Verizon Triples Solar Energy With $40 Million Investment

Aug. 25 (Bloomberg) -- Verizon Chief Sustainability Officer James Gowen discusses the company’s move to solar power. He spaks on “In The Loop.” (Source: Bloomberg)

Verizon Communications Inc., the largest U.S. wireless carrier, is investing almost $40 million to triple its use of solar energy this year.

SunPower Corp. will install 10.2 megawatts of solar power at eight Verizon sites in New York, California, Maryland, Massachusetts and New Jersey, the New York-based telecommunications company said today in a statement.

The New York-based company invested $100 million last year for about five megawatts of solar capacity and 10 megawatts of fuel cells that were installed at six sites. The new capacity will give Verizon the most solar-generating capacity of any U.S. telecommunications company, according to the Washington-based trade group Solar Energy Industries Association.

“Solar is a proven technology,” James Gowen, Verizon’s chief sustainability officer, said in an interview. “It didn’t hurt that the technology is getting better and prices are coming down.”

The investment in new rooftop, parking-structure and ground-mounted systems comes as prices for solar panels have plummeted, boosting demand.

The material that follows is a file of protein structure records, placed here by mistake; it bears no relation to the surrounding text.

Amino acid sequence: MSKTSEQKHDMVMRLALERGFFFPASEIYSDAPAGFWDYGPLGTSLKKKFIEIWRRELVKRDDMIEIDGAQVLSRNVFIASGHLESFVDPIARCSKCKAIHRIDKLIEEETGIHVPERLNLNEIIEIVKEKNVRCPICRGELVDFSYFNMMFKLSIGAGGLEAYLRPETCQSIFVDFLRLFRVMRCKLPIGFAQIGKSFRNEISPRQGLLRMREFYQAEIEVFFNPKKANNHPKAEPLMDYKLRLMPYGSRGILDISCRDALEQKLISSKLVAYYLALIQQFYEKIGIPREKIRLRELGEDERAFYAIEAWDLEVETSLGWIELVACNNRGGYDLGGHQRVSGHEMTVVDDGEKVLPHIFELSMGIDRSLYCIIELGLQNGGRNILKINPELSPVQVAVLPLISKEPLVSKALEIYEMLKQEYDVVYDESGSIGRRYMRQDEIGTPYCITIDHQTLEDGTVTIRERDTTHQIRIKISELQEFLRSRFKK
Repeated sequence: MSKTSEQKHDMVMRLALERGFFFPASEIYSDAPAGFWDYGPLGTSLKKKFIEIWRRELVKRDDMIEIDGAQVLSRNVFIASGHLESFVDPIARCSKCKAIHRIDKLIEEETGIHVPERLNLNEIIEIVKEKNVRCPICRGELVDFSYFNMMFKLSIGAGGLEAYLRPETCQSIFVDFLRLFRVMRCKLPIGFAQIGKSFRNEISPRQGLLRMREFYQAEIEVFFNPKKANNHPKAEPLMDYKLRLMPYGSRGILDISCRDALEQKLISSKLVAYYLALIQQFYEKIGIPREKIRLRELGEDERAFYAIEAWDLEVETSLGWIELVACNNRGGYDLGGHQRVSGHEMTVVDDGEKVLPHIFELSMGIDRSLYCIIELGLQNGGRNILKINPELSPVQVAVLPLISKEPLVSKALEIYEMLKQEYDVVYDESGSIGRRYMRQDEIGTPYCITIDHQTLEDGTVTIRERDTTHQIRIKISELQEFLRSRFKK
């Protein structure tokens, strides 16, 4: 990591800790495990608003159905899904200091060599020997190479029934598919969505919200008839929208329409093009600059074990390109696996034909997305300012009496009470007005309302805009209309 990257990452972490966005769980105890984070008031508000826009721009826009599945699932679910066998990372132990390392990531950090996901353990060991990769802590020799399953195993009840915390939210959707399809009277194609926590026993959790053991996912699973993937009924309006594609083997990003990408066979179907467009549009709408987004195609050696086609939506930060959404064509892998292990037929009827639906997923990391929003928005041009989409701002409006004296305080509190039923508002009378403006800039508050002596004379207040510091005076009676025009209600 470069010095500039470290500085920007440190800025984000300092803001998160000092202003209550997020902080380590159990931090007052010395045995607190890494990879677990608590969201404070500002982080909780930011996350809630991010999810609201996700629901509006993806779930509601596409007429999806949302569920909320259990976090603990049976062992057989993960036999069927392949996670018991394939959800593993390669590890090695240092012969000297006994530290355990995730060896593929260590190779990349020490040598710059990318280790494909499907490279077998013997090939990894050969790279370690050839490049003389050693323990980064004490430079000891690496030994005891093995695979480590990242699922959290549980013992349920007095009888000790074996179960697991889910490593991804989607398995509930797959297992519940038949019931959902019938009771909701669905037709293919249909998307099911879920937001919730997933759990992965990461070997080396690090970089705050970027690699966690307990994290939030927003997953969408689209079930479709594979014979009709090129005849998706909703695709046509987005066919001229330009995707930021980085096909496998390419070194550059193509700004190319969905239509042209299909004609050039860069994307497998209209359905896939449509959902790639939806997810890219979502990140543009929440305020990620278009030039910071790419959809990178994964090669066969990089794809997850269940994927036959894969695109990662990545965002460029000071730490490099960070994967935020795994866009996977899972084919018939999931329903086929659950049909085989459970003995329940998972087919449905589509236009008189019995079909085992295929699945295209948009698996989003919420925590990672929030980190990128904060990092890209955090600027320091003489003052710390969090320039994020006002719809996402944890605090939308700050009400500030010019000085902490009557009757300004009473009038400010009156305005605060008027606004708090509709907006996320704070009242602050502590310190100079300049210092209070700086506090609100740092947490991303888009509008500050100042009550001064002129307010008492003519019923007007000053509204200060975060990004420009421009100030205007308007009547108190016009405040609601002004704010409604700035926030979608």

Verizon is among the companies seeking to reduce their carbon emissions, an effort that’s driving the decision to add solar power, Howard Wenger, SunPower’s president of regions, said in an interview. It’s also helping them cut their energy costs.

“They’re seeing the benefits of it financially,” Wenger said. “The Fortune 500 companies we talk to like Verizon are really trying to add value for their shareholders and that’s what solar does.”

To contact the reporter on this story: Ehren Goossens in New York at egoossens1@bloomberg.net

To contact the editors responsible for this story: Reed Landberg at landberg@bloomberg.net Will Wade, Steven Frank

Press spacebar to pause and continue. Press esc to stop.

Bloomberg reserves the right to remove comments but is under no obligation to do so, or to explain individual moderation decisions.

Please enable JavaScript to view the comments powered by Disqus.